5 Ways to Use Pinterest to Strengthen Your Brand

5 Ways to Use Pinterest to Strengthen Your Brand - Sachs Marketing Group

Many businesses think of platforms like Facebook and LinkedIn in relation to marketing products and services. The reality is that consumers today are incredibly visual, and these sites alone may no longer be enough to keep their interest.

Enter Pinterest.

While it started out as more of a personal indexing site where people swapped recipes and craft ideas, it’s far from only that today. Pinterest has veritably exploded, attracting viewership (sharer-ship?) from all over the world.

That’s exactly what makes it such a compelling choice for businesses who rely on heavily visual content (like video or images). Using Pinterest can strengthen your brand and improve brand awareness, too.

Here’s the secret to Pinterest success!

What’s Pinterest?

Pinterest is a social media platform that relies heavily on visual content. Users can create “boards” with themes and then save content they find on the web to their Pinterest accounts. The boards operate similar to an index or file folder. It’s easy to go back, skim the photos, and click through until you get back to the main article or blog post you originally “pinned.”

There is a social aspect to Pinterest, too. You don’t necessarily need to search the broad web for a topic. The Pinterest platform is effectively a search engine, giving you the ability to browse the items others have already found and saved. From there you can add them to your own boards. Boards can be public or private based on how you set them up from within your profile.

As a business owner, it’s important to not only pin your own content, but to share related content from others as well. You’ll also want to make sure your website has social share buttons so visitors who like what they see can “pin” your pages to their own boards right from your website.

Complete Your Profile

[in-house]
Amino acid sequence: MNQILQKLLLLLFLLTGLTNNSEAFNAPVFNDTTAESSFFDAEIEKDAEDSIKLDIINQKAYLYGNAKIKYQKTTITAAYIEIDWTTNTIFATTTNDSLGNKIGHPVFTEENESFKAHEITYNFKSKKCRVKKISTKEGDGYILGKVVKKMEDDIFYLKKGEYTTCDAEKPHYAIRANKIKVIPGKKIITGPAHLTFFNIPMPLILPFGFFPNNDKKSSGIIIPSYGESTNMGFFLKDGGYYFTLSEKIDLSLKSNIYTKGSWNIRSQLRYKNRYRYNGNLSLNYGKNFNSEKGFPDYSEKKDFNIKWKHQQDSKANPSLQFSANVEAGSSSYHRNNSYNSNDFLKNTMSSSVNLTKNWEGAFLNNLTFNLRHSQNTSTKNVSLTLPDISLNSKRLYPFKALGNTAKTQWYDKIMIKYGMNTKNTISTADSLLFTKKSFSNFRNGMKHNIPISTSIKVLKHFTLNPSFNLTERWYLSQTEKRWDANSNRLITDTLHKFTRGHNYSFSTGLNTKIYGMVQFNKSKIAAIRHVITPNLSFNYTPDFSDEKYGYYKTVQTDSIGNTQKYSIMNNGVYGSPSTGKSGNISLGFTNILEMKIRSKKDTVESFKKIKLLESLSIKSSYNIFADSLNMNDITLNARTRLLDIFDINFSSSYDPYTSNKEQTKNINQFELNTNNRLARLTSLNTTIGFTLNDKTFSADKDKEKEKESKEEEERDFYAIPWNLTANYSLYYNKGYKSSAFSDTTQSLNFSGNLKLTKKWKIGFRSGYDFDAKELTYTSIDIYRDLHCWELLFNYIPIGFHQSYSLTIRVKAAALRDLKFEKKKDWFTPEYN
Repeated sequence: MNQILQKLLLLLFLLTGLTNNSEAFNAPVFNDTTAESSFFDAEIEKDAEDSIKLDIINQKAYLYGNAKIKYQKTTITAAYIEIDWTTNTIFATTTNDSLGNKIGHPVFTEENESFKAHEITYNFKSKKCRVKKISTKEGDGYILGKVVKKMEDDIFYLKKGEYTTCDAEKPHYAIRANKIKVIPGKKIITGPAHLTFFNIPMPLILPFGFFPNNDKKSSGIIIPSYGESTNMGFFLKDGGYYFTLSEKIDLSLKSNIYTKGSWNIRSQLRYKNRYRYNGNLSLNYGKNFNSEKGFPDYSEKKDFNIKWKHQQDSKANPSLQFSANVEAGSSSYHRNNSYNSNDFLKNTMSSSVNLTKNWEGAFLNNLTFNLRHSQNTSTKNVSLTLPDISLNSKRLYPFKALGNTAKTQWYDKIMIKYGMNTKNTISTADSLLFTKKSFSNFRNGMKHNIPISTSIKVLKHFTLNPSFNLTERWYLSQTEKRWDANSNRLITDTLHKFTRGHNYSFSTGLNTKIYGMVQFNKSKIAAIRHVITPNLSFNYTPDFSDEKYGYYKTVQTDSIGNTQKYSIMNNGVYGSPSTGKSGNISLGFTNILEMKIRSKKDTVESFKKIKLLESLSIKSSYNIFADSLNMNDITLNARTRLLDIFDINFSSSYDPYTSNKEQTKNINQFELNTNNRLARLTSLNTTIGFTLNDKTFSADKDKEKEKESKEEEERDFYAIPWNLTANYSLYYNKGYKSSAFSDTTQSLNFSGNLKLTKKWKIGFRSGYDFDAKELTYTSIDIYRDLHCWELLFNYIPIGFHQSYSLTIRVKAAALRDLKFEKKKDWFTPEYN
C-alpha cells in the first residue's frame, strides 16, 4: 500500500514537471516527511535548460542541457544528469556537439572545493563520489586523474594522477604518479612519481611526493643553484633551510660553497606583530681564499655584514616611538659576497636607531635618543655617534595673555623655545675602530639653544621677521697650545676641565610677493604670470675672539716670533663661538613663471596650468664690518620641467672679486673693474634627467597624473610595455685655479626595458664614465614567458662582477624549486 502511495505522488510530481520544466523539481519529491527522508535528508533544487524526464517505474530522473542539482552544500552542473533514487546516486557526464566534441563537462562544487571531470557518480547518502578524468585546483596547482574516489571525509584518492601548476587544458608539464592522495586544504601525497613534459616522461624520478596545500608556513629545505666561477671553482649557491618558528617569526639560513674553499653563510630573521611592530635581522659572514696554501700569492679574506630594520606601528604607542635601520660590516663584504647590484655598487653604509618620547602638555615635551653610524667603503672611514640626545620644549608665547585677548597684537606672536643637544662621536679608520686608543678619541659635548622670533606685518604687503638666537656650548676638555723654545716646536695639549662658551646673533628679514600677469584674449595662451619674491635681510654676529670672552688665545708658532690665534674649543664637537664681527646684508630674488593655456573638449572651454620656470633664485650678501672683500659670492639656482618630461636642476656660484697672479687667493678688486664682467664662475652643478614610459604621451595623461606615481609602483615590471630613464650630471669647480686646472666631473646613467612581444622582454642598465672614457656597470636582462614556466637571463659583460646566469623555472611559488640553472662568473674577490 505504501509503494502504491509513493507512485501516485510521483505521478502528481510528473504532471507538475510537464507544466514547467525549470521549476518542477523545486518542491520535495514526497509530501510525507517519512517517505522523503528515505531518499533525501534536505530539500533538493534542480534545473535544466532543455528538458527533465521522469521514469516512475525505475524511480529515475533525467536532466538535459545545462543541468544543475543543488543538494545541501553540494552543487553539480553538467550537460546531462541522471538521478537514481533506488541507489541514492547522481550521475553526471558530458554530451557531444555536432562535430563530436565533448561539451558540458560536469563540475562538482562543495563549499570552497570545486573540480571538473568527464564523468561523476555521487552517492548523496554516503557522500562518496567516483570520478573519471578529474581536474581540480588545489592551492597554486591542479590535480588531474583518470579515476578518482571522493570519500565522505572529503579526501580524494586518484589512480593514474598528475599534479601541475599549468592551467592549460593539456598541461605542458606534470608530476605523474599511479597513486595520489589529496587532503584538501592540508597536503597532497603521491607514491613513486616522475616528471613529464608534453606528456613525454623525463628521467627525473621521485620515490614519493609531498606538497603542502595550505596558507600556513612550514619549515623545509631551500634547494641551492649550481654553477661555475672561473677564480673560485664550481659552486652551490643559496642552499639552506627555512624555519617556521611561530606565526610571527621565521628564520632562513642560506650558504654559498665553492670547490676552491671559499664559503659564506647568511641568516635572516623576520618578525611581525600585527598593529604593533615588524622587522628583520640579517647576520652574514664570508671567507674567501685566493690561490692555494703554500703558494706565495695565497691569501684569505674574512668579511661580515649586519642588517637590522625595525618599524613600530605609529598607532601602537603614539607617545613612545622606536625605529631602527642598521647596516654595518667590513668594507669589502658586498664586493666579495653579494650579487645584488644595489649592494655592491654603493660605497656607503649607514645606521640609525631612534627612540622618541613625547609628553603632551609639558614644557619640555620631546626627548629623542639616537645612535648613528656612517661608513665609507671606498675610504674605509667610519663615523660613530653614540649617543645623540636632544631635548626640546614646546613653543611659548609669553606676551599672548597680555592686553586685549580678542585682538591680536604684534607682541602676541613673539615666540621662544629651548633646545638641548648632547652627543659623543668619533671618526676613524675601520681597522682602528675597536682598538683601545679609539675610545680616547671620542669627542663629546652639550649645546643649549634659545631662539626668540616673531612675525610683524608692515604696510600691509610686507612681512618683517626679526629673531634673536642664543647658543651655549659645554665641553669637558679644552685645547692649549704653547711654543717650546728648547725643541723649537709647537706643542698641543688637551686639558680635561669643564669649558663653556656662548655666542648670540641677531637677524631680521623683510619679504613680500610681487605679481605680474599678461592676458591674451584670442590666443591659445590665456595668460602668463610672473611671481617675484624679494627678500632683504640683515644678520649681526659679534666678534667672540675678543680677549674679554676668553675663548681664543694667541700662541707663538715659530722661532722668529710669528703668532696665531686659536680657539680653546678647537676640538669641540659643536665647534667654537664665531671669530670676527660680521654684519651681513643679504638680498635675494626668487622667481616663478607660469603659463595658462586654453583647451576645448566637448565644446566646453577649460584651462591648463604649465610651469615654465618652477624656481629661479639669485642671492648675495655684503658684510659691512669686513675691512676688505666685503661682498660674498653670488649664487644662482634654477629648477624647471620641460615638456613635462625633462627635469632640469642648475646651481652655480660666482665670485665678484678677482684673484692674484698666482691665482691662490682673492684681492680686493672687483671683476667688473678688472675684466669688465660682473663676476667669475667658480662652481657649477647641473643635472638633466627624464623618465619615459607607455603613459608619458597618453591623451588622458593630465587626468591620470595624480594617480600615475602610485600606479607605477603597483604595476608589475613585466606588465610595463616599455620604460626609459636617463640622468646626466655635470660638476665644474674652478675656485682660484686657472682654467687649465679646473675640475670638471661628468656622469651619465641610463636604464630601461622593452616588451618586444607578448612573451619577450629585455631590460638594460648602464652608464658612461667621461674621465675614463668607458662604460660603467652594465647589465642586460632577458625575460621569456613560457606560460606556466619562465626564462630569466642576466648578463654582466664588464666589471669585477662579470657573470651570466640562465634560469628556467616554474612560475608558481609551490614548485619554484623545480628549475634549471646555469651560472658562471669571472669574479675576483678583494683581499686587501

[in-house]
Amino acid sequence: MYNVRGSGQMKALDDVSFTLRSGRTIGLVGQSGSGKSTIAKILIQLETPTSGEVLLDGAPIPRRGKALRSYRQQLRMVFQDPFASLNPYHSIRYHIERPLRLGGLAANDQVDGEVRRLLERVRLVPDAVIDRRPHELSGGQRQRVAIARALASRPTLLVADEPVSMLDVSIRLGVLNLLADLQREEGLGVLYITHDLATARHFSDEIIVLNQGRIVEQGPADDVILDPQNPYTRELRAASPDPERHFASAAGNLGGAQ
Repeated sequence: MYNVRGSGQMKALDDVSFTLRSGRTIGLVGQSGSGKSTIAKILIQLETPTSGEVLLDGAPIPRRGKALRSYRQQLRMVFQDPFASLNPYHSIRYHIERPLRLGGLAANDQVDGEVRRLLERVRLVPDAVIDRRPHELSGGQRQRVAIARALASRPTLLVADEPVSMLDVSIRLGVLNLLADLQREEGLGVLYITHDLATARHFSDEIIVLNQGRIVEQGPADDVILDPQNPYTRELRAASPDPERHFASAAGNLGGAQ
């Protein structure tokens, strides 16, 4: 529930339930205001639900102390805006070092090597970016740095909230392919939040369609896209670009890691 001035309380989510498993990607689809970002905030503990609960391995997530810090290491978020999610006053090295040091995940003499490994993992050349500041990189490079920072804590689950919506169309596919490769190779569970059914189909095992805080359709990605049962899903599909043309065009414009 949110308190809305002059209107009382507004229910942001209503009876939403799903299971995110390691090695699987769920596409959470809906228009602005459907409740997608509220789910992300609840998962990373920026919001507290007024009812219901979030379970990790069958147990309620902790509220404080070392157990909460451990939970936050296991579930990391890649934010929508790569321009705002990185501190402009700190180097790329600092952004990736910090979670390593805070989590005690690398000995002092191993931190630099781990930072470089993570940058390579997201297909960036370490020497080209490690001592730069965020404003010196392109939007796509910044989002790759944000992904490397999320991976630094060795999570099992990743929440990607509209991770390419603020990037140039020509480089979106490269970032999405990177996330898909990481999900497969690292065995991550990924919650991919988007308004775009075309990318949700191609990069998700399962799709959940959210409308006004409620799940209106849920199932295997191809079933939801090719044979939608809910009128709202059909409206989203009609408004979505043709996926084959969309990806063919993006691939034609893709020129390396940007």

Once you’ve created a business account, take some time to complete your entire profile. Update your logo or photo, make sure your username makes you happy, and write something short but engaging for your “About You” section. The more detail you include, the easier it will be for people to get to know you and your brand. This is a great place to throw in a couple of your main keywords so you’re easy to search.

Once you’re done with the “About You” section, Pinterest will ask you to confirm your website. This is critical as it confirms and proves you are actually related to the business you claim to own. You’ll need to paste a short piece of coding into your website’s index page. Pinterest will give you instructions, but you can also ask your web developer to handle this step for you.

(Extra hint: you can also embed Pinterest images on your website using this embed guide. This is really useful for driving traffic to your Pinterest page).

Setting Up Your Boards

While your business account will be an ongoing project, one of your first goals should be to set up boards for each of your product or service categories. Think outside the box, though. Let’s say you sell t-shirts. Set up boards for shirts for men, women, children, babies, and even unisex designs. Then, create different boards for different themes – shirts for readers, artists, sports enthusiasts, etc.